10 Components sustained >80% compliance Pre-operative components:Pre-admission counsellingUse of Chlorhexidine wipesAntibiotic prophylaxis within 60 minutes of skin cutIntra-operative components:Normothermia (36-38ºC)Use of multi-modal anti-emetic prophylaxisPost-operative components:Gum chewingTolerated high protein drink (Boost)Here are the components that met and sustained our >80% compliance goal.E.g. Prophylaxis antibiotics given within 60 minutes of surgery: Achieved 100% for the past 4 months.Normothermia (36-38 º C) achieved at end of surgery: Achieved % since implementation in July 2013
11 Areas of Opportunity Use of goal directed fluid therapy Early mobilizationAppropriate use of anti-emetics post-operativelyAppropriate removal of urinary catheterAdvancement of the patient dietFor those areas that need improvement, we have modified our process based on the team feedback.For example, a protocol for the goal directed fluid management is readily available for all anesthesiologists to review when they are assigned to the ERAS cases.Ongoing education re: appropriate use of anti-emetics and early mobilization was provided.The unit Champions had developed a Patient Checklist that has facilitated auditing of the components and has been received positively by the patients.Delegation of auditing back to unit champions has lead to increased compliance with the post-operative components.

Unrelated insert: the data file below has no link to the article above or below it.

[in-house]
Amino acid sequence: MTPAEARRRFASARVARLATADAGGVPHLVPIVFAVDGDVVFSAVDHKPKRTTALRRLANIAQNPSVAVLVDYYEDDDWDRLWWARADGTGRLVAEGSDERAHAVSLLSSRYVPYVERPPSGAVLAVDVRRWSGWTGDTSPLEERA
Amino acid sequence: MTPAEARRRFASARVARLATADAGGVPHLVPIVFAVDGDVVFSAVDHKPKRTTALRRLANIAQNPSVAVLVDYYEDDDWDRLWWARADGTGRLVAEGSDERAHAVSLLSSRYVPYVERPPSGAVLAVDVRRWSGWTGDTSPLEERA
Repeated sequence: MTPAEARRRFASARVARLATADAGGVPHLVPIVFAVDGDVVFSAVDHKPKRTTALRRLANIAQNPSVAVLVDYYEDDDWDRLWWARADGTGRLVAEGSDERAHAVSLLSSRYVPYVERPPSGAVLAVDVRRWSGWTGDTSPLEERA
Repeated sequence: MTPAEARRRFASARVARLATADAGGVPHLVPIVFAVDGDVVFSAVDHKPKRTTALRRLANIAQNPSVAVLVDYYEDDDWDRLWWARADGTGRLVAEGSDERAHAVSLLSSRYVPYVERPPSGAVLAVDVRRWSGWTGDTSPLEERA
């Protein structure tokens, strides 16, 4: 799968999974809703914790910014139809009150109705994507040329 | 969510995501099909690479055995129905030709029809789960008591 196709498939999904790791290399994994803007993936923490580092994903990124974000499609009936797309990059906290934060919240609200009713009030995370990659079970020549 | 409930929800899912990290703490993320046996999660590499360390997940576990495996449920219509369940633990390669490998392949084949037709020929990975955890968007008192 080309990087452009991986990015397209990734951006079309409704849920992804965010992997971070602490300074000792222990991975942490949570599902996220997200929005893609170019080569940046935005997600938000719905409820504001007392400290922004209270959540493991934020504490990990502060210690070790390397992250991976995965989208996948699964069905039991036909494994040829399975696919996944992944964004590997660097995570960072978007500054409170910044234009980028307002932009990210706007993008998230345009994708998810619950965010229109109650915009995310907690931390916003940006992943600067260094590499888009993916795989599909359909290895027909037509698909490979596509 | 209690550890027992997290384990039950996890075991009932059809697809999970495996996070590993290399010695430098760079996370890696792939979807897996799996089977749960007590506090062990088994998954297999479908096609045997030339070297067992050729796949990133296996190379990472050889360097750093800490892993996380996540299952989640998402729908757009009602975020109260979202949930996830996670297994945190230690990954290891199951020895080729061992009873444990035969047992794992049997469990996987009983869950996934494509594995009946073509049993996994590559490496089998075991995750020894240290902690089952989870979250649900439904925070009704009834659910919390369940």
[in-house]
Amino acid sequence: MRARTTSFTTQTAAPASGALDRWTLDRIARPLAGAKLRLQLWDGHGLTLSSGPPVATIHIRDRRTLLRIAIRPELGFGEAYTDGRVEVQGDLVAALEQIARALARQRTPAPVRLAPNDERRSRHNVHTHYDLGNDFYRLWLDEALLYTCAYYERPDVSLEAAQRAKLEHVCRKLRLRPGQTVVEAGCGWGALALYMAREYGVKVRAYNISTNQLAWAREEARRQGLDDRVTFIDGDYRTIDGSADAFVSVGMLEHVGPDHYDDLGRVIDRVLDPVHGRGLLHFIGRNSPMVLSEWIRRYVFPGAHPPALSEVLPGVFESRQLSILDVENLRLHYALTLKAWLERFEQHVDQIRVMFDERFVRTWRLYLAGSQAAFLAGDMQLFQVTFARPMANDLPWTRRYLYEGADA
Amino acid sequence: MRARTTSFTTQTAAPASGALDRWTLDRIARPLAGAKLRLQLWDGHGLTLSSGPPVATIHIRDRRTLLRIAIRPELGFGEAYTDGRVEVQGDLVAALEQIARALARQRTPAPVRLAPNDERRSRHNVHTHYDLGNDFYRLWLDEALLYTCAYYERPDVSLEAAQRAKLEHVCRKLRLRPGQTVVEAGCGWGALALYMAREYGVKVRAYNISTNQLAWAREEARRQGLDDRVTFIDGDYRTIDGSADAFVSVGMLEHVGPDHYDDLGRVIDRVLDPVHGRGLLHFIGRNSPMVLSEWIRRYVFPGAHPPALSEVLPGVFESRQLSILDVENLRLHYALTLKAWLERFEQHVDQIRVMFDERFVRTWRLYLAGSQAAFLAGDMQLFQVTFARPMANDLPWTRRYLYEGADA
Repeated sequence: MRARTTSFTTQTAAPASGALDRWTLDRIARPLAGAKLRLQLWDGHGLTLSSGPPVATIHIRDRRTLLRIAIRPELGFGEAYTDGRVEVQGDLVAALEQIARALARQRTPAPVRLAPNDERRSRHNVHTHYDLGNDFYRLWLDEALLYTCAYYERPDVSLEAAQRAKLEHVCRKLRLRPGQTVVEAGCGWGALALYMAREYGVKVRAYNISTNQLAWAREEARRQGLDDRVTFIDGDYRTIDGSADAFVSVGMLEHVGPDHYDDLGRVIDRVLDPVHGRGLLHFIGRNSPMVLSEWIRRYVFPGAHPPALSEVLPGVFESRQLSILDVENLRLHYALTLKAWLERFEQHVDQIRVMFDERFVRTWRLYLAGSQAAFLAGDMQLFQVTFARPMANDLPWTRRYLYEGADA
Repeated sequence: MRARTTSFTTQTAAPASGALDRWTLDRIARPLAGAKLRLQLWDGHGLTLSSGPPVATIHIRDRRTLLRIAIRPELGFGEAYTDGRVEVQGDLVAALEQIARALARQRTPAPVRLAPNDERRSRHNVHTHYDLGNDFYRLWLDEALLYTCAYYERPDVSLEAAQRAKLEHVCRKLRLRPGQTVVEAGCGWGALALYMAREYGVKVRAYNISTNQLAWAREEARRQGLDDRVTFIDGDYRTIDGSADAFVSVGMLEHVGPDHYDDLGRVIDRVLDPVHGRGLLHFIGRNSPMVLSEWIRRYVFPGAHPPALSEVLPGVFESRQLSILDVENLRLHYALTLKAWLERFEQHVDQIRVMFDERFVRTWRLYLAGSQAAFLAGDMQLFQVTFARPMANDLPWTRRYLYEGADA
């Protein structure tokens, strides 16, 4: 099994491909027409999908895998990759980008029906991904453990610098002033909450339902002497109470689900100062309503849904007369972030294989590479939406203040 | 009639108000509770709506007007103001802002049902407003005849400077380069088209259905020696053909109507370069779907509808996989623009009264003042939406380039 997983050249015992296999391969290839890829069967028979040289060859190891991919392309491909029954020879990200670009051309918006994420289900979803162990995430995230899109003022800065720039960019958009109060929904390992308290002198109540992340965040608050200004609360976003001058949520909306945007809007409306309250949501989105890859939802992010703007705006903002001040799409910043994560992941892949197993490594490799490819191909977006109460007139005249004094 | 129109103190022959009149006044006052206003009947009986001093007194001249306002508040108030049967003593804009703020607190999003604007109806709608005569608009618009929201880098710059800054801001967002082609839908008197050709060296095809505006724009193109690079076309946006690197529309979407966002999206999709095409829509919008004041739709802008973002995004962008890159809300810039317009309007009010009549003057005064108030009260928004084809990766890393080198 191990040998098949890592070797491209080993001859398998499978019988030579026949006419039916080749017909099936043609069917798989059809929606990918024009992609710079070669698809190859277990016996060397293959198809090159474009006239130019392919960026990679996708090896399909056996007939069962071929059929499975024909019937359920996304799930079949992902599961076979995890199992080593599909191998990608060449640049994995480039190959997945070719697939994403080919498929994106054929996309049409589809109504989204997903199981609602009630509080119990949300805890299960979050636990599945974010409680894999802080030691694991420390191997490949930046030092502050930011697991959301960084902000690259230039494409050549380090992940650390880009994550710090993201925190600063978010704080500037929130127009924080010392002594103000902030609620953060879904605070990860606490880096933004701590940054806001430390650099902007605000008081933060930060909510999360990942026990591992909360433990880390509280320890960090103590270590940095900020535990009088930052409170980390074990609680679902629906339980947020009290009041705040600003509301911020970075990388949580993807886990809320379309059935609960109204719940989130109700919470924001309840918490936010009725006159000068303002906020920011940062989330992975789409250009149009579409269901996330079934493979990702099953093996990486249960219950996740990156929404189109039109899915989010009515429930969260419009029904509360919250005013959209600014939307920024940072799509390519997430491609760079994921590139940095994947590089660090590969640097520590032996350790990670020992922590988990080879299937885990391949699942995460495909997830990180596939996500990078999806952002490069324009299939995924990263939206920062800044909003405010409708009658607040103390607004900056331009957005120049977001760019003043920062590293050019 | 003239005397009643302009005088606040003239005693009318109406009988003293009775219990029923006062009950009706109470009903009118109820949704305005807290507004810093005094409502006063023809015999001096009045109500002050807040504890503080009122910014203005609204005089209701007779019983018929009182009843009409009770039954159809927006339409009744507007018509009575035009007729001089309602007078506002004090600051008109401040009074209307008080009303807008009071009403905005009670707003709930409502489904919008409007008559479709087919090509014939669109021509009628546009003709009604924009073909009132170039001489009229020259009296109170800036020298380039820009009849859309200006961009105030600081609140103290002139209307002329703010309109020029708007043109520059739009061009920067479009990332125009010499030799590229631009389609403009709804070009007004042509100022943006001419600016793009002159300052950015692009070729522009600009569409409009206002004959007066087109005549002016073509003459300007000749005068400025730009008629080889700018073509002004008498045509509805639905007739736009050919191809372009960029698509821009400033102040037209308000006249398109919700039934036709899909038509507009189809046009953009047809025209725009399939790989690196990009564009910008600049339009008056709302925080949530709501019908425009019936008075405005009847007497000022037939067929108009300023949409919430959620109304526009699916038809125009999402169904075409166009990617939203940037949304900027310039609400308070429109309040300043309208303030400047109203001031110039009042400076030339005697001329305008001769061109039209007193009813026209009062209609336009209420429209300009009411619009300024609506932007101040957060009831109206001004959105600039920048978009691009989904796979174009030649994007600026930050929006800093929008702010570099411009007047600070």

12 % of Components with Compliance > 80% (n=21) Components with compliance > 80% started to trending up.
13 Aggregation of Marginal Gains to Provide Large Benefit From “The Slight Edge” by Jeff Olsen
14 Aggregation of Marginal Gains to Provide Large Benefit SUCCESSDischargePost-operativeManagementRecoveryRoomIntraoperativeManagementPreoperativecounsellingPreoperativepreparationAdmissionFAILUREFrom “The Slight Edge” by Jeff Olsen
15 General Surgery Elective Colorectal Surgery NSQIP Non Risk Adjusted Data Pre ERASImplementationPost ERASJuly 2011-June 2013n=101Nov 2013-Aug 2014n=174% ChangeOverall Morbidity37.6%21% 44.1%Median Length of Stay (day)75 28.6%
16 Lessons Learned The Power of Real Time Auditing It Takes Time to Change CultureCommunication is VitalValue of Patient PartnershipsAs ERAS involves all in pre-op, intra-op and post-op who care for the patient. It is important to involve the key stakeholders in all stages of planning in order to ensure project success and sustainment.Educate the staff regarding the evidence of the ERAS protocol, the experience in other countries and other facilities in BC and Canada, and the benefits beyond helping the patients, such as reduce workload and job satisfaction. Engage the senior leaders to provide support and remove barriers. Actively involve the clinical leaders for support and collaboration.Communication is vital. Use both formal and informal ways of communication, such as , meeting or 2-min conversation in the hallway. Disseminate findings to all staff frequently. And continually gather feedback to modify the processes.Educate and provide staff with the tools to be actively involved in the process.